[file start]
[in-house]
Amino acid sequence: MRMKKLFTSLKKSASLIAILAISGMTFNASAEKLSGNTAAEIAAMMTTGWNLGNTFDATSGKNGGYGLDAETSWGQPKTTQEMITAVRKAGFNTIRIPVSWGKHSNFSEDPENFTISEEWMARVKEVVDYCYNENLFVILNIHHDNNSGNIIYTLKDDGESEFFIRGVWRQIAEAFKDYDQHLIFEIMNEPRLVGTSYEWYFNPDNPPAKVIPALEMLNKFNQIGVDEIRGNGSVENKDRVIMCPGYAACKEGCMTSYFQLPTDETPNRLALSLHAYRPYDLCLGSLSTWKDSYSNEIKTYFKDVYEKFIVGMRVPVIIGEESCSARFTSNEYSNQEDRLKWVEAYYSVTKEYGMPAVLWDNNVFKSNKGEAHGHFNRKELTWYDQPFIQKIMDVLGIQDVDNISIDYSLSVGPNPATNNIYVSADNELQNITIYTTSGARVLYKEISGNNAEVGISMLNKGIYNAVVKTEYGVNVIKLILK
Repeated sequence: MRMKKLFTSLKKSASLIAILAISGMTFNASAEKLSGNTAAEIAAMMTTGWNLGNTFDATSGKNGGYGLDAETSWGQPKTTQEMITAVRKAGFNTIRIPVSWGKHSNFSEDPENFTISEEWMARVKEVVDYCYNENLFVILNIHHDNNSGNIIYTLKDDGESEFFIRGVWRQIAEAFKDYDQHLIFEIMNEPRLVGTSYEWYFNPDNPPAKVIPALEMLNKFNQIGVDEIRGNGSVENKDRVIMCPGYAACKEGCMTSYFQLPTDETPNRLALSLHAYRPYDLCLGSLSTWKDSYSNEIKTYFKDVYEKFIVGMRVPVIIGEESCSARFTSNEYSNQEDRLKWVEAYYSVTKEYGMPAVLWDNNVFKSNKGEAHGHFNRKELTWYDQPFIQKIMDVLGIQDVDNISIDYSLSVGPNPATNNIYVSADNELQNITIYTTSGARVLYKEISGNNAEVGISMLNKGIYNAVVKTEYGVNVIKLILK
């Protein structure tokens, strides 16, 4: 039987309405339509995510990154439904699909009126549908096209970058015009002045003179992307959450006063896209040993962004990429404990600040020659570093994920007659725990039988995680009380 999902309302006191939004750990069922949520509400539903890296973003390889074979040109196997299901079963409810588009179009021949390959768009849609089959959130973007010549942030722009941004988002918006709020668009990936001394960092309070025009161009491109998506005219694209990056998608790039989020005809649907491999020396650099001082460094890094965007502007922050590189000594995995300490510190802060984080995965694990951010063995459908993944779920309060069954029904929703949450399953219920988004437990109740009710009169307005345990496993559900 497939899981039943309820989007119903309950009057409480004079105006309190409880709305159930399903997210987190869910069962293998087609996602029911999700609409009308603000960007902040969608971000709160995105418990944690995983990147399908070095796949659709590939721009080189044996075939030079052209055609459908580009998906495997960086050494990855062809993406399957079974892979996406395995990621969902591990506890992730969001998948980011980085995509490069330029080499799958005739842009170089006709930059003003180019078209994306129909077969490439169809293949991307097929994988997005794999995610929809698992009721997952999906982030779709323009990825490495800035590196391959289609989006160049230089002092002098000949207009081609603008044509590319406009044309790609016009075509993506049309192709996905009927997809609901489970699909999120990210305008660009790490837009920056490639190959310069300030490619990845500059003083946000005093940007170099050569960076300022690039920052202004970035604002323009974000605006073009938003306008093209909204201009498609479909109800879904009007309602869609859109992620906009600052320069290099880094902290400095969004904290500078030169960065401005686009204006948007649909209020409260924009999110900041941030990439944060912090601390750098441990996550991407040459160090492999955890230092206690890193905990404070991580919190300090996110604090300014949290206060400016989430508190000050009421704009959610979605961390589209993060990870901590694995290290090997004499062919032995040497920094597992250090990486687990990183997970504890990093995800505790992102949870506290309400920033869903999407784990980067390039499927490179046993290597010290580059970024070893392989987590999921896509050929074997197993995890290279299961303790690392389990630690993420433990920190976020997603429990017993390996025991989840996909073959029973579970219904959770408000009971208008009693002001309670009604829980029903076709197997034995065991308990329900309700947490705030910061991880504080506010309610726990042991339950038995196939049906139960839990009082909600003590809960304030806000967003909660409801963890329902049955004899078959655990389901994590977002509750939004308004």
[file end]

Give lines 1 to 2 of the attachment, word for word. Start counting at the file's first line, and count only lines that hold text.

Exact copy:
[in-house]
Amino acid sequence: MRMKKLFTSLKKSASLIAILAISGMTFNASAEKLSGNTAAEIAAMMTTGWNLGNTFDATSGKNGGYGLDAETSWGQPKTTQEMITAVRKAGFNTIRIPVSWGKHSNFSEDPENFTISEEWMARVKEVVDYCYNENLFVILNIHHDNNSGNIIYTLKDDGESEFFIRGVWRQIAEAFKDYDQHLIFEIMNEPRLVGTSYEWYFNPDNPPAKVIPALEMLNKFNQIGVDEIRGNGSVENKDRVIMCPGYAACKEGCMTSYFQLPTDETPNRLALSLHAYRPYDLCLGSLSTWKDSYSNEIKTYFKDVYEKFIVGMRVPVIIGEESCSARFTSNEYSNQEDRLKWVEAYYSVTKEYGMPAVLWDNNVFKSNKGEAHGHFNRKELTWYDQPFIQKIMDVLGIQDVDNISIDYSLSVGPNPATNNIYVSADNELQNITIYTTSGARVLYKEISGNNAEVGISMLNKGIYNAVVKTEYGVNVIKLILK